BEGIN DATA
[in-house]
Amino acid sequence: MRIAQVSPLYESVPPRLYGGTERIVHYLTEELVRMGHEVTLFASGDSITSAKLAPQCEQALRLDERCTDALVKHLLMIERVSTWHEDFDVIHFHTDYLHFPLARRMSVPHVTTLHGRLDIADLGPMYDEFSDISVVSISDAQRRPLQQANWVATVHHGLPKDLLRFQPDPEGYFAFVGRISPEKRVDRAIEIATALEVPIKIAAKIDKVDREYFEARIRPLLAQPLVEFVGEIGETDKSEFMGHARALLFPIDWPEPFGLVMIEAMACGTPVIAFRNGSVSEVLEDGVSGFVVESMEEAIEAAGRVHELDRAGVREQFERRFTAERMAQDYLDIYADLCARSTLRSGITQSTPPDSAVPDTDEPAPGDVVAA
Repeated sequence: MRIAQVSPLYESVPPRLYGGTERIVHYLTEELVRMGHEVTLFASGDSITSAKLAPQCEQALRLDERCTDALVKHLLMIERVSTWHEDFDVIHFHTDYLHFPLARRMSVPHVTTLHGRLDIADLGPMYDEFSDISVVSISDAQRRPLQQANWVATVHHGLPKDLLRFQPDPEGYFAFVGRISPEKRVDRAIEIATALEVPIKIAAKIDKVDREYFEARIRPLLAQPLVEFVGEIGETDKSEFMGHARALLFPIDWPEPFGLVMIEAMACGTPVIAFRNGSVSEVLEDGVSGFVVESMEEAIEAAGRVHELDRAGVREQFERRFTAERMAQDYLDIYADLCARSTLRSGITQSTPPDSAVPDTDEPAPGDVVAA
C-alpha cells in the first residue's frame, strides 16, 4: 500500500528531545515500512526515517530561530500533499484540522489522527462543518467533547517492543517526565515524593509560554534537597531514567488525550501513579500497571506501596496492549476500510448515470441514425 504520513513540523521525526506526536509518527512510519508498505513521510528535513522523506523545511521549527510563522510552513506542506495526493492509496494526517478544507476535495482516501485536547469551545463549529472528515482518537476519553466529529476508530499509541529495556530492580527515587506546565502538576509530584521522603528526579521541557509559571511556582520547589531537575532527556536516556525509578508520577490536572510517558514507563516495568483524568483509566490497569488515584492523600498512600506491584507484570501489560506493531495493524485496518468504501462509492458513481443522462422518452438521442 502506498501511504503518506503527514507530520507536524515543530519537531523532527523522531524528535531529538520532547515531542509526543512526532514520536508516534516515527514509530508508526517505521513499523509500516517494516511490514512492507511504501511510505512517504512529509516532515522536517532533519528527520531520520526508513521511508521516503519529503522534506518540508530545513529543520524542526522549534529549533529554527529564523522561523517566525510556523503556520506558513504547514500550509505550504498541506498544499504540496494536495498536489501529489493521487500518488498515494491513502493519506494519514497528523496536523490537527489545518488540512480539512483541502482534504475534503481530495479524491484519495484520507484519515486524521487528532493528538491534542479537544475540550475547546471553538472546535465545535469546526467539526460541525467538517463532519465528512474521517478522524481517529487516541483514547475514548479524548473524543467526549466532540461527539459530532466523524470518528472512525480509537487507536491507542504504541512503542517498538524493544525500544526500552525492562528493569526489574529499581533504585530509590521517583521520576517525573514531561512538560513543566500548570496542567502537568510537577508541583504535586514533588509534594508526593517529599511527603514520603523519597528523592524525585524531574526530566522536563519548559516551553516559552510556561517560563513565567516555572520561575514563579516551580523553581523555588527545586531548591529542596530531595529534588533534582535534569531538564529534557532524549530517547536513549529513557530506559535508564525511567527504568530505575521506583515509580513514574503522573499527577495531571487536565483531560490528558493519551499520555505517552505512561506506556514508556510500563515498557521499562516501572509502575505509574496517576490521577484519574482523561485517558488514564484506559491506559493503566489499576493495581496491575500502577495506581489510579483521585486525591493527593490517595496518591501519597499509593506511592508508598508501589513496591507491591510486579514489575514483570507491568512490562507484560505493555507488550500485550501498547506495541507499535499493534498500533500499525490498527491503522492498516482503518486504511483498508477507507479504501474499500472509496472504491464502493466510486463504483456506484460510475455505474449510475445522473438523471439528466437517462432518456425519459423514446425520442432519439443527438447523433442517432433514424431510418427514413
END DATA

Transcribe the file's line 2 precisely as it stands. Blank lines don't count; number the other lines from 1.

Amino acid sequence: MRIAQVSPLYESVPPRLYGGTERIVHYLTEELVRMGHEVTLFASGDSITSAKLAPQCEQALRLDERCTDALVKHLLMIERVSTWHEDFDVIHFHTDYLHFPLARRMSVPHVTTLHGRLDIADLGPMYDEFSDISVVSISDAQRRPLQQANWVATVHHGLPKDLLRFQPDPEGYFAFVGRISPEKRVDRAIEIATALEVPIKIAAKIDKVDREYFEARIRPLLAQPLVEFVGEIGETDKSEFMGHARALLFPIDWPEPFGLVMIEAMACGTPVIAFRNGSVSEVLEDGVSGFVVESMEEAIEAAGRVHELDRAGVREQFERRFTAERMAQDYLDIYADLCARSTLRSGITQSTPPDSAVPDTDEPAPGDVVAA